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Albums Of The Week: Cat Power | Cat Power Sings Dylan: The 1966 Royal Albert Hall Concert

The soulful singer-songwriter pays tribute to the voice of a generation by recreating one of his most historic concerts — while putting her own stamp on the proceedings.

THE EDITED PRESS RELEASE: “Recorded Nov. 5, 2022 at London’s vaunted Royal Albert Hall, Cat Power Sings Dylan: The 1966 Royal Albert Hall Concert sees Chan Marshall paying tribute to Bob Dylan with a complete live reimagining of his legendary performance at the Manchester Free Trade Hall in May 1966.  Long known as the Royal Albert Hall Concert due to a mislabeled bootleg, the original performance saw Dylan switching from acoustic to electric midway through the show, drawing the ire of folk purists and forever altering the course of rock ’n’ roll.

Cat Power Sings Dylan: The 1966 Royal Albert Hall Concert both lovingly honours Dylan’s imprint on history and brings a stunning new vitality to many of his most revered songs, including Like A Rolling Stone, Mr. Tambourine Man, Visions Of Johanna, Ballad Of A Thin Man, It’s All Over Now, Baby Blue and 11 more. “More than the work of any other songwriter,” says Marshall, “Dylan’s songs have spoken to me, and inspired me since I first began hearing them at five years old.”

There are few voices more deeply embedded in the iconography and mythology of American indie rock than Marshall’s. Under the musical nom de plume of Cat Power, Marshall has released music for nearly 25 years now and her prowess as a songwriter, a producer, and — most notably — as a voice has only grown more influential with time.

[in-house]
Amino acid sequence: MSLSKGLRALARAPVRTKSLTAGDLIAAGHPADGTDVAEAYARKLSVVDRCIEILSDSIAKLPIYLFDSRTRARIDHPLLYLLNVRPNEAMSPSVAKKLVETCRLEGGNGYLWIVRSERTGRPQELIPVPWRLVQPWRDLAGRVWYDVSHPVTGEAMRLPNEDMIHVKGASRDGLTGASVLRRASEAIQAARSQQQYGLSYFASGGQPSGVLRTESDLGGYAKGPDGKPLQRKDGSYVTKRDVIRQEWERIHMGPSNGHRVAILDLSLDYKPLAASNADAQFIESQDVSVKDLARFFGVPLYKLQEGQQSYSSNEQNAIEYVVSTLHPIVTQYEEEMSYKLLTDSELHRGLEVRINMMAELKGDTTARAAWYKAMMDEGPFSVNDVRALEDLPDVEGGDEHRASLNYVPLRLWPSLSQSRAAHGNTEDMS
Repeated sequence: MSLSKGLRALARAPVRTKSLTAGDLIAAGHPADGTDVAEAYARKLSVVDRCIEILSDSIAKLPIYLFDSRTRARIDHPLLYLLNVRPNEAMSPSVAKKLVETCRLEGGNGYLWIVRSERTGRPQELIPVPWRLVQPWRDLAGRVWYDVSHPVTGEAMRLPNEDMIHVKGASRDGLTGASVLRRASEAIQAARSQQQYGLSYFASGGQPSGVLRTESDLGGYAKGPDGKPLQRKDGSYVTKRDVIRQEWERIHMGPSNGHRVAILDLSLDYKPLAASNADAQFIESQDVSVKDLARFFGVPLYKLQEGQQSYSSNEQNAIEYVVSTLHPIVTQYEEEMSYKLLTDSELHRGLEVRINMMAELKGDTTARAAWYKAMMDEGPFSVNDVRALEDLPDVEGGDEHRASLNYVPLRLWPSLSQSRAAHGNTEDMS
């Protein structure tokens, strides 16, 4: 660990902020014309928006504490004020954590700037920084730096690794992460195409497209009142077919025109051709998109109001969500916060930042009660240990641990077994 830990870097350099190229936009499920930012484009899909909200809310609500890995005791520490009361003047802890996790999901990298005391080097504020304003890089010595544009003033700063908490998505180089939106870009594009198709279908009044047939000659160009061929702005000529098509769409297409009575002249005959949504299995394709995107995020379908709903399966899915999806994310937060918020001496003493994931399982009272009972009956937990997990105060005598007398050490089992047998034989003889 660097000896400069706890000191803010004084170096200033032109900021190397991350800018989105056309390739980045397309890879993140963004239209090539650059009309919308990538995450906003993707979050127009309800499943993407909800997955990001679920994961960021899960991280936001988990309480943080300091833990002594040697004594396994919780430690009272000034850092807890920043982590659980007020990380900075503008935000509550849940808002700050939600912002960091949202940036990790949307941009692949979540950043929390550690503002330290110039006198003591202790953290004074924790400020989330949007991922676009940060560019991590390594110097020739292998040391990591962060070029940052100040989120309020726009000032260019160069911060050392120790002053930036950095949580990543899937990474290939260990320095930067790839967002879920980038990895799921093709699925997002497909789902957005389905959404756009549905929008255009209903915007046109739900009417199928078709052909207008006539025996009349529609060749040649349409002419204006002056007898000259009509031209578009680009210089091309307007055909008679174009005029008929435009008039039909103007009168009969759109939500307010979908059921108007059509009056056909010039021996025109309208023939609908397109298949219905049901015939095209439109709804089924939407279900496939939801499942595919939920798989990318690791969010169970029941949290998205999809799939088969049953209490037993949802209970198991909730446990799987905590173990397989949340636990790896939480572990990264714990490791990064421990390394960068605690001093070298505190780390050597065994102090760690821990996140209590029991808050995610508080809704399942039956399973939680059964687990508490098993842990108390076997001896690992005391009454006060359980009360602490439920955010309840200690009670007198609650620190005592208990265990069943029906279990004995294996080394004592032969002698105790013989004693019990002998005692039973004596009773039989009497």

Photo by Mario Sorrenti.

Cat Power Sings Dylan: The 1966 Royal Albert Hall Concert marks the latest in a series of albums that see Marshall reimagining classics from the American Songbook, rock ’n’ roll history and beyond, including 2000’s The Covers Record, 2008’s Jukebox, and 2022’s Covers.

Now, Power recreates Dylan’s epochal concert with both heartfelt reverence and a deep understanding of the delicate nature of song interpretation. Like the original concert (and all of Dylan’s 1966 world tour), Marshall kept the first half of her set entirely acoustic, then went electric for the second half with the help of a full band including guitarist Arsun Sorrenti, bassist Erik Paparozzi, multi-instrumentalists Aaron Embry (harmonica, piano) and Jordan Summers (organ, Wurlitzer), and drummer Josh Adams. In her own rendition of that historic night, Marshall inhabits each song with equal parts conviction and grace and a palpable sense of protectiveness, ultimately transposing the anarchic tension of Dylan’s set with a warm and luminous joy.

“I had and still have such respect for the man who crafted so many songs that helped develop conscious thinking in millions of people, helped shape the way they see the world,” says Marshall. “So even though my hands were shaking so much I had to keep them in my pockets, I felt real dignity for myself. It felt like a real honor for me to stand there.”


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